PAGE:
AG to federal prosecutors: Get tough on illegal immigration

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AG to federal prosecutors: Get tough on illegal immigration

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AP Photo/Ross D. Franklin
Attorney General Jeff Sessions, center, arrives for a tour of the U.S.-Mexico border with border officials, Tuesday, April 11, 2017, in Nogales, Ariz. Sessions toured the U.S.-Mexico border and unveiled what he described as a new get-tough approach to immigration prosecutions under President Donald Trump.

U.S. Attorney General Jeff Sessions on Tuesday called on federal prosecutors in Georgia and across the nation to take aim at illegal immigration. 

In a three-page memo he sent the nation’s U.S. attorneys, Sessions told them to prioritize prosecuting people caught smuggling others into the U.S.; illegally reentering the country after being deported; committing identify theft and document fraud; and assaulting immigration enforcement officers. 

An estimated 11.1 million unauthorized immigrants were living in the U.S. in 2014, according to the Pew Research Center. Of those, 250,000 were in the Atlanta-Sandy Springs-Roswell area.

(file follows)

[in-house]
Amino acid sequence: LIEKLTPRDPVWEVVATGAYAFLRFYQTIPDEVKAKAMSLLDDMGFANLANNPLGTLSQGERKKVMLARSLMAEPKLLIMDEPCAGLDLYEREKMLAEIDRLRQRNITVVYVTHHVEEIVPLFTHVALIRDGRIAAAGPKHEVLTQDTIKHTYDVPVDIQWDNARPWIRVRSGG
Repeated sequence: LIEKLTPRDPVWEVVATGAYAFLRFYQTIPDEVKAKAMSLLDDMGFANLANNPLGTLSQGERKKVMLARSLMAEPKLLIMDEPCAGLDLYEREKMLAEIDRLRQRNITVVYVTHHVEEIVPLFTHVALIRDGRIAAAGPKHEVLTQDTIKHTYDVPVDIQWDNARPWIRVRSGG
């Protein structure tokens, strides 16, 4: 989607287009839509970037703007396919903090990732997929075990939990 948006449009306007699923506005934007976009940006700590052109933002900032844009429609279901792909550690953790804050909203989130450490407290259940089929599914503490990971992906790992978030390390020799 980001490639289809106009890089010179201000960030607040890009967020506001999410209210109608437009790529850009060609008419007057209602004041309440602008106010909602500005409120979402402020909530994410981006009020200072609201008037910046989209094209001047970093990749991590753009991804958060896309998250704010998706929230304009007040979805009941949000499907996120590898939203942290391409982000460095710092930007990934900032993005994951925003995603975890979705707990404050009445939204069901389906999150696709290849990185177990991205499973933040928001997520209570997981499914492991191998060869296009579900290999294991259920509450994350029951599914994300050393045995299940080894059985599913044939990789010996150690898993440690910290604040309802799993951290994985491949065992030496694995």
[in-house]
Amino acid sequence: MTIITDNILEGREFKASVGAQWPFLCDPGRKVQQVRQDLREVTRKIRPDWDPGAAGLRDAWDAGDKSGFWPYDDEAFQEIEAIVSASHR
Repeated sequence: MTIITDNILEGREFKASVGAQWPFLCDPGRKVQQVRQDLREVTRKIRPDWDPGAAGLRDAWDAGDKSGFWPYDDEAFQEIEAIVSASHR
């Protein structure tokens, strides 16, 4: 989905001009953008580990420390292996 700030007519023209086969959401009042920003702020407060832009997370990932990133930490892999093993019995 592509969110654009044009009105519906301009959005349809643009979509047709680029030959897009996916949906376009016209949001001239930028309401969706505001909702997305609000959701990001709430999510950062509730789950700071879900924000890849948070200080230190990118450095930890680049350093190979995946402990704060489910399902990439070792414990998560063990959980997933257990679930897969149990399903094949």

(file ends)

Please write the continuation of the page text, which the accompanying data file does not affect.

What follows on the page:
“For those that continue to seek improper and illegal entry into this country, be forewarned: This is a new era,” Sessions told U.S. Customs and Border Protection officials during a visit to the southwest border in Arizona Tuesday. “This is the Trump era. The lawlessness, the abdication of the duty to enforce our immigration laws and the catch and release practices of old are over.” 

A spokesman for the U.S. Attorney’s Office for the Northern District of Georgia declined to comment about how his office would implement Sessions’ mandate.

A Washington-based immigrant advocacy group said Sessions’ directive would “sow fear and chaos.” 

“Criminalizing immigration violations among individuals who are peaceably living in and contributing to our communities only will sow fear and chaos,” said Ali Noorani, executive director of the National Immigration Forum. “Immigration enforcement should prioritize violent criminals and traffickers. Yet this new policy does just the opposite by requiring federal prosecutors to prioritize immigration violations rather than violent criminals and threats to community safety.”

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